I thought I’d give another small update after the last one since it’s update month. After reading a lot of responses to my comment on money (a LOT of people said I should definitely try asking for more) I actually did. Something I left out previously is after I came back I got a new manager in between my old manager and myself and while my old manager wasn’t unsupportive of me I did feel intimidated talking to her sometimes. My new manager is younger then me and I’m technically more knowledgeable in our area so it’s it’s lot easier to talk to her. So I had a meeting with her and she noticed I hadn’t been given a cost of living raise at all since I started so I did get an immediate raise.

However, while that helped, I still felt I needed a little more to get ahead of the game and have a bit in the bank, and I kept seeing you say that now is a good time to reach out for jobs. It’s an employees market. So I did and I am happy to say that I was able to get a second full time remote job! But the real kicker is they were offering a certain range and they liked me so they initially offered the top of the range but then I told them (after reading a bunch of your advice about not lying to your jobs about working two jobs) that I also had told my main job about working the second remote job so everyone had complete transparency on where my time is going and they were so impressed by my courage and honesty that THEY INCREASED MY PAY ABOVE THE TOP OF THEIR INTIAL RANGE OFFER. And! When I told my main job about the second job they let me know that I will be receiving a bonus this year AND I’ll be getting another raise of an undisclosed amount in January (I think because they just want to be extra certain they retain me).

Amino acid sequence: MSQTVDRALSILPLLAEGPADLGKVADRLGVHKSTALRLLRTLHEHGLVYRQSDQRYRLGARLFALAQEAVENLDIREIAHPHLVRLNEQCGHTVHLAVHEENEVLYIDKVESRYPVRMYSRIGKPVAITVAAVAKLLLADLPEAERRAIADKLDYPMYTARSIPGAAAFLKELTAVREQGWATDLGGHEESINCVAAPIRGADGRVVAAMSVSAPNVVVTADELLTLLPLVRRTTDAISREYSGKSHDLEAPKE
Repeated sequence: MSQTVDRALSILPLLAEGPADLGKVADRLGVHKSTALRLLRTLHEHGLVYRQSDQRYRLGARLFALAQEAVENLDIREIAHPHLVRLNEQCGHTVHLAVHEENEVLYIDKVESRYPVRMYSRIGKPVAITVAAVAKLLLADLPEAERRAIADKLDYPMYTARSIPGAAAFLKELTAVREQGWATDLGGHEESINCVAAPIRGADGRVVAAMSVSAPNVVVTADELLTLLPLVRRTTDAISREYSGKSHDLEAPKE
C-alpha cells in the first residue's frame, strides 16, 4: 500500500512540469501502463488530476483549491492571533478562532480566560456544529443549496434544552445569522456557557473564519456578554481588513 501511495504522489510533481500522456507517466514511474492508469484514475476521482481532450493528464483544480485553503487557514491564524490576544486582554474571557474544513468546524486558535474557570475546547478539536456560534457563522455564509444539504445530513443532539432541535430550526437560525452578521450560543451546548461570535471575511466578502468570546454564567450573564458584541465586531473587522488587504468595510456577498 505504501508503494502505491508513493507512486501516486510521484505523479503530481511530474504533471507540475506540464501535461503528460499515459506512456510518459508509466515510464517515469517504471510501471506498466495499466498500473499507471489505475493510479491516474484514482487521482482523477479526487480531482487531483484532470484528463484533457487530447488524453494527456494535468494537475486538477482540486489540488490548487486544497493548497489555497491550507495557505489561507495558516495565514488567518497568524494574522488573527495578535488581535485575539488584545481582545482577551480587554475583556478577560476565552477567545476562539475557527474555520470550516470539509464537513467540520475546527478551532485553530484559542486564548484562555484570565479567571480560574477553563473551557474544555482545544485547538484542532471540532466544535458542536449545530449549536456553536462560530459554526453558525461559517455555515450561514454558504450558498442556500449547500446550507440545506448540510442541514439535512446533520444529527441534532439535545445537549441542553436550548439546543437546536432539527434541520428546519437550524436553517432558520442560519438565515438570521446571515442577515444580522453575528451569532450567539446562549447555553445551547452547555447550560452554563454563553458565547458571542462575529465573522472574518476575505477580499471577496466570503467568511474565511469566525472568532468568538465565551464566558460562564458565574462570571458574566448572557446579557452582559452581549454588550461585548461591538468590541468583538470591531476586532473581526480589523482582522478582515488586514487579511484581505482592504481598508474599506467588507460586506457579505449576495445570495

All in all I’m very happy that I took your advice and that of the comment section to bring up money. (Also my baby is doing great, absolutely healthy and happy!)

{ 20 comments… read them below }

  1. Madame X*

    LW5 – That’s great news! I’m so glad you finally felt empowered enough to ask for your overdue raise.

  2. BubbleTea*

    I can’t quite imagine, as a new mum myself, doing two full time jobs on top of that, but more power to your elbow if you can!

  3. Another Chris*

    I am very curious about the field of work where, not only can you balance two full time jobs, but each one will pay you more to do that! :)

    1. Silver Radicand*

      My guess is that full-time was meant to describe how much of the time the job is remote (i.e. 100% remote), rather than 40 hr/wk. Otherwise, I wholeheartedly agree.

      1. LW5*